n queen problem | Backtracking

n queen problem

A classic chess puzzle

n queen problem is Place 8 queen pieces on a chess board so that none of them can attack one another

8 tuple chess - n queen problem


The N Queens Problem

  • Place N Queens on an N by N chessboard so that none of them can attack each other
  • Number of possible placements?
  • In 8 x 8

64 * 63 * 62 * 61 * 60 * 58 * 59 * 57 = 4,426,165,368  roughly four and a half billion possible set ups
n choose k
n queen problem

  • How many ways can you choose k things from a set of n items?
  • In this case there are 64 squares and we want to choose 8 of them to put queens on

State Space Tree of the Four-queens Problem

n queen problem - Backtracking


The Implicit tree for 4 queen problem for solution <2,4,1,3>

  • Build the state space tree
    — The Root represents an initial state
    — The Nodes reflect the specific choices made for the components of a solution.
    — Promising and non-promising nodes
    — leaves
  • Explore  The state space tree using depth-first search
  • “Prune” non-promising nodes
    —   dfs stops exploring subtree rooted at nodes leading to no solutions and…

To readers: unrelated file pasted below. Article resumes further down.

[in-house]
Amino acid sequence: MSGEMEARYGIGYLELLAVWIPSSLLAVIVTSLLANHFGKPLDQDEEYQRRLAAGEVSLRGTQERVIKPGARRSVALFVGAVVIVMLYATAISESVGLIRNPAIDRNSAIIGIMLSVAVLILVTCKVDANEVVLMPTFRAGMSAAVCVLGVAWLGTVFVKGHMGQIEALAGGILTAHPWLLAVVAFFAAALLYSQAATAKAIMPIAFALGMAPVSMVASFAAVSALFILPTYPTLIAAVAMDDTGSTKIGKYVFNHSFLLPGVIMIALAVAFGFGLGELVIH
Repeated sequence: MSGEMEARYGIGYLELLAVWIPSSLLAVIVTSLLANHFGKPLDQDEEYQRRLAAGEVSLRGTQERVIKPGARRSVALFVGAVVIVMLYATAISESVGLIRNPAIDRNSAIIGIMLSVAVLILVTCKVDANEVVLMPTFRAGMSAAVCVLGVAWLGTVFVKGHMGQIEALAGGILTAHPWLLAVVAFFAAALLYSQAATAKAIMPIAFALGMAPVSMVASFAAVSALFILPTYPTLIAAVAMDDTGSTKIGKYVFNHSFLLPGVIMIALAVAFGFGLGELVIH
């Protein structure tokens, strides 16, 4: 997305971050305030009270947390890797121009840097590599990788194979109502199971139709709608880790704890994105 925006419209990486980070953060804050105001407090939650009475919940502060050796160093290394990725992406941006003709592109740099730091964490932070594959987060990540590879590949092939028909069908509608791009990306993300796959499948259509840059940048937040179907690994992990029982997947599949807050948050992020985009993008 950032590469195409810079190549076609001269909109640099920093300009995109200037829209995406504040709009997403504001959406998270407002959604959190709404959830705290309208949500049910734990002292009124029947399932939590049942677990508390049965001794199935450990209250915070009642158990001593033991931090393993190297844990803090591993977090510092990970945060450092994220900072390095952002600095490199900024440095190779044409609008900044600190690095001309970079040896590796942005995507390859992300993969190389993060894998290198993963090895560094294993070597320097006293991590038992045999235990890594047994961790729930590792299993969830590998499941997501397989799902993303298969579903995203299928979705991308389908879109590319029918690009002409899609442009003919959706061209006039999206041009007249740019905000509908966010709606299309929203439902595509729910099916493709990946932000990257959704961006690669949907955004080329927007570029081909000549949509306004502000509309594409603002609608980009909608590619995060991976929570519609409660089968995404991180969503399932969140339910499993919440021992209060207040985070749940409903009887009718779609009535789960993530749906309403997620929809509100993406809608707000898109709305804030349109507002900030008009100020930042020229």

—   backtracks to its parent node

n queen problem
n queen problem
n queen problem

n queen problem algorithm

Void NQueens(int k, int n)
  // using backtracking, this prints all possible placements of n-queens
 //on an chessboard of size n×n so that none are not attacked.
 for(int i=1;i&amp;lt;=n;i++)
          for(int j=1;j&amp;lt;=n;j++)
          cout&amp;lt;&amp;lt;x[ j ]&amp;lt;&amp;lt;" ";
      else Nqueens(k+1,n);
 boolean place(int k, int i)
    // Returns true if a queen can be placed in kth row and ith column.
    //Returns false otherwise.
    for (int j=1;j&amp;lt;k;j++) 
       if((x[ j ] == i) || ((abs(x[ j ] – i ) == (abs(j-k)))
           return FALSE;
       return TRUE;

Topic : n queen problem | Backtracking

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